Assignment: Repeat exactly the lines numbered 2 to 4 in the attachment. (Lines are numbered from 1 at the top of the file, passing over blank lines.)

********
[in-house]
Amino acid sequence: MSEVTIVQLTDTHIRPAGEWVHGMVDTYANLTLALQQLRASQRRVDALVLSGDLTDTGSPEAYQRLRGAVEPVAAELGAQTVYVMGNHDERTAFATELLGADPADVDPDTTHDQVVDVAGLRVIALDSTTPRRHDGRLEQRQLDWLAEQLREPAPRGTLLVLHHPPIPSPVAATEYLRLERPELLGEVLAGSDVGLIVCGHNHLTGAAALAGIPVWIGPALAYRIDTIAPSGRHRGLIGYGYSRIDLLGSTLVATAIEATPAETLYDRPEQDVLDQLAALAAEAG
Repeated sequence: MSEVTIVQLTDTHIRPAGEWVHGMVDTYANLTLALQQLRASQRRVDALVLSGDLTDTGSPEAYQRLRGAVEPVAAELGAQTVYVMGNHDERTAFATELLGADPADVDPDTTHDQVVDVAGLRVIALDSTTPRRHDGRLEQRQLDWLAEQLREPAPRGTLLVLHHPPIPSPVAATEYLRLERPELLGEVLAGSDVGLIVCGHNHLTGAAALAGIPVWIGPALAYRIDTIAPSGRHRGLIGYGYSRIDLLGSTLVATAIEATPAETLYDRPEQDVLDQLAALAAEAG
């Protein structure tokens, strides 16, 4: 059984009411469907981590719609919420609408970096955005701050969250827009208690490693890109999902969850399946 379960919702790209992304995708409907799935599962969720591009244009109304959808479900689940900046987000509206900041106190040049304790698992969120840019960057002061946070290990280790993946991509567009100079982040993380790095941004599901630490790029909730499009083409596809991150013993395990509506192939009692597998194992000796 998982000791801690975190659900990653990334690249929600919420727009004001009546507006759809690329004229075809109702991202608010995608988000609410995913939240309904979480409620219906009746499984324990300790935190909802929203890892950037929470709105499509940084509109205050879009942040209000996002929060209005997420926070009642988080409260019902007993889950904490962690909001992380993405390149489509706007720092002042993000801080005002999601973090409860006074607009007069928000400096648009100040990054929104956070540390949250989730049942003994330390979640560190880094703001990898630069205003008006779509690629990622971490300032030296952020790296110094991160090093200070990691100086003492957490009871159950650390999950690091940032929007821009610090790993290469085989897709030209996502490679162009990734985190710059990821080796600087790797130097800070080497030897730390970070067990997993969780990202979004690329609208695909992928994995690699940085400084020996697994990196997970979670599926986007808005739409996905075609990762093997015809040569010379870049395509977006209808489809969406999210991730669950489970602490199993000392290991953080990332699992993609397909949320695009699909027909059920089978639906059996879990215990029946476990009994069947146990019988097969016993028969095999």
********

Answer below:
Amino acid sequence: MSEVTIVQLTDTHIRPAGEWVHGMVDTYANLTLALQQLRASQRRVDALVLSGDLTDTGSPEAYQRLRGAVEPVAAELGAQTVYVMGNHDERTAFATELLGADPADVDPDTTHDQVVDVAGLRVIALDSTTPRRHDGRLEQRQLDWLAEQLREPAPRGTLLVLHHPPIPSPVAATEYLRLERPELLGEVLAGSDVGLIVCGHNHLTGAAALAGIPVWIGPALAYRIDTIAPSGRHRGLIGYGYSRIDLLGSTLVATAIEATPAETLYDRPEQDVLDQLAALAAEAG
Repeated sequence: MSEVTIVQLTDTHIRPAGEWVHGMVDTYANLTLALQQLRASQRRVDALVLSGDLTDTGSPEAYQRLRGAVEPVAAELGAQTVYVMGNHDERTAFATELLGADPADVDPDTTHDQVVDVAGLRVIALDSTTPRRHDGRLEQRQLDWLAEQLREPAPRGTLLVLHHPPIPSPVAATEYLRLERPELLGEVLAGSDVGLIVCGHNHLTGAAALAGIPVWIGPALAYRIDTIAPSGRHRGLIGYGYSRIDLLGSTLVATAIEATPAETLYDRPEQDVLDQLAALAAEAG
């Protein structure tokens, strides 16, 4: 059984009411469907981590719609919420609408970096955005701050969250827009208690490693890109999902969850399946 379960919702790209992304995708409907799935599962969720591009244009109304959808479900689940900046987000509206900041106190040049304790698992969120840019960057002061946070290990280790993946991509567009100079982040993380790095941004599901630490790029909730499009083409596809991150013993395990509506192939009692597998194992000796 998982000791801690975190659900990653990334690249929600919420727009004001009546507006759809690329004229075809109702991202608010995608988000609410995913939240309904979480409620219906009746499984324990300790935190909802929203890892950037929470709105499509940084509109205050879009942040209000996002929060209005997420926070009642988080409260019902007993889950904490962690909001992380993405390149489509706007720092002042993000801080005002999601973090409860006074607009007069928000400096648009100040990054929104956070540390949250989730049942003994330390979640560190880094703001990898630069205003008006779509690629990622971490300032030296952020790296110094991160090093200070990691100086003492957490009871159950650390999950690091940032929007821009610090790993290469085989897709030209996502490679162009990734985190710059990821080796600087790797130097800070080497030897730390970070067990997993969780990202979004690329609208695909992928994995690699940085400084020996697994990196997970979670599926986007808005739409996905075609990762093997015809040569010379870049395509977006209808489809969406999210991730669950489970602490199993000392290991953080990332699992993609397909949320695009699909027909059920089978639906059996879990215990029946476990009994069947146990019988097969016993028969095999």